How Ignoring Your Dog Will Help with Training


Today we have another article from Hannah our Guest Blogger!

Dogs love it when we pay attention to them. In fact, I’ll bet your dog does things deemed annoying or undesirable, such as jumping, barking, nipping at your clothes, etc.. in attempt to get you to pay attention to them. Giving your attention in these situations is viewed as a reward by your dog, and ignoring your dog in these moments is one of the best ways to train your dog because it teaches that acting out will not get a reward (ie. your attention). In this post, I explain how and when to apply this concept and why it can actually be life changing for your dog below..

As an example of how ignoring my dog helps her training, I’ll tell you about one of my dog’s usual times of struggle, when I first get home. My dog gets really excited when I first walk in the door. She has missed me while I was away and proceeds to twirl around in her bed, letting out a little shriek from time to time. You see, while it is a seemingly sweet gesture, I know that if I encouraged her in this moment, it will only increase her anxiety, which is why she does these things. Thus, making her behavior (and anxiety), ultimately, worse. My response to this anxiety? I do what I like to call the 15-minute-rule, where I completely ignore her (no looking, talking, or touching her) for those initial excitement behaviors and wait for her to calm down before I display affection. I also remain calm and uninterested about things when I first walk in, to convey calmness to her. This way, I ignore anxiety/barking behaviors and encourage calm quietness. At first, it took a while for her to settle down. Over time, she has gradually gotten better about this behavior. If your dog struggles with anxiety driven behaviors like my dog does, I challenge you to try this exercise for a week and see how it impacts your dog.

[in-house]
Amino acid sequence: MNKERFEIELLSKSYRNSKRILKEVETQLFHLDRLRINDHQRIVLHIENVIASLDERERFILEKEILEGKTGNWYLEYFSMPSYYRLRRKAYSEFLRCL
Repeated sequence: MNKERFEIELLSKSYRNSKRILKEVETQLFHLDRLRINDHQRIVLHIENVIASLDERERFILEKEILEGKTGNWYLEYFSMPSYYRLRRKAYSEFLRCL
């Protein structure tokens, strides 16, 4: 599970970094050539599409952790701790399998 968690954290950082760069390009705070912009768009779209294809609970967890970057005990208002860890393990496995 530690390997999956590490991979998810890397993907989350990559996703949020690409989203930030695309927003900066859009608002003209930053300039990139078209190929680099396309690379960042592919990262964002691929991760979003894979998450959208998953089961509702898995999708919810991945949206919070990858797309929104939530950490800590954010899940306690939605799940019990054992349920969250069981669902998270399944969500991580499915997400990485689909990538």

Another example of how ignoring certain behaviors can be useful is in crate training. If your dog has been properly crate trained but decided to let you know with a hissy fit that they don’t want to be in their crate that day, ignore them until they’re quiet before letting them out. This teaches quietness in the crate. If you don’t ignore this behavior and let them out while they are throwing their fit, then your dog has learned a new behavior- throw a fit and you will get let out. Good bye, peaceful crating!

See how ignoring your dog may be the best thing you could ever do in helping them manage anxiety/unwanted behaviors? I’m telling you; it works! As a side note, some behaviors may get worse before they get better. That’s very normal. If that’s the case, stay strong and find the first “try” or opportunity to reward your dog, even if it’s for a second. They probably learned that this behavior has worked for them in the past (it only takes once) and are trying to see if being louder works better. Hang in there! Consistency is the key to success for this method!

As always, thanks for reading! Hope you have a wonderful week!

About the author: Hannah Croscutt is a dog lover from Atlanta, Ga. She enjoys learning all about dogs from her furry buddy, Piper. She blogs at

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Until next time,


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About Wayne: Wayne Booth is owner of   which is headquartered in Nashville, TN but serves clients all over the U.S..  If you have a dog with aggression, behavior problems or simply needs training feel free to contact him.

Wayne has also been teaching people how to become Professional Dog Trainers since 1990 and he is the Training Director of Canine Behavior Specialists Network.  If you would like to become a Professional Dog Trainer he can get you started.

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